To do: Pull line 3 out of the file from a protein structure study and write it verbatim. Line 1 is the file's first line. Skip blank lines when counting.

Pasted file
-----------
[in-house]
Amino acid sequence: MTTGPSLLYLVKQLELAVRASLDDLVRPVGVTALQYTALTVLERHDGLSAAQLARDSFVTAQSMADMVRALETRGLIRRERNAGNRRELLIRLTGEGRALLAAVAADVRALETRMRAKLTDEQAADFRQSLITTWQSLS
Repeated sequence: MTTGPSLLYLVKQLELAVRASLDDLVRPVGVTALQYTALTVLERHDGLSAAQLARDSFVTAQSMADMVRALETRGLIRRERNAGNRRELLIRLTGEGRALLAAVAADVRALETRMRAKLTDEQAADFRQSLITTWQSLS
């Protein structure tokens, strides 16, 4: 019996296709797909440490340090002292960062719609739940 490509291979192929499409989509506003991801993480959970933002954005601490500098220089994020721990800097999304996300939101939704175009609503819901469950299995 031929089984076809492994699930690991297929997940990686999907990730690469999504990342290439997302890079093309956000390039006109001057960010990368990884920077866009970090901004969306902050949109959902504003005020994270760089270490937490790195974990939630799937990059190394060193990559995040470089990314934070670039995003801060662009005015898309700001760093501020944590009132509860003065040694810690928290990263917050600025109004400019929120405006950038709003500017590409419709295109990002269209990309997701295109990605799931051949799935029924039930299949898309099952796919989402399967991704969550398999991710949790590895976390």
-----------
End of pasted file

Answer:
Repeated sequence: MTTGPSLLYLVKQLELAVRASLDDLVRPVGVTALQYTALTVLERHDGLSAAQLARDSFVTAQSMADMVRALETRGLIRRERNAGNRRELLIRLTGEGRALLAAVAADVRALETRMRAKLTDEQAADFRQSLITTWQSLS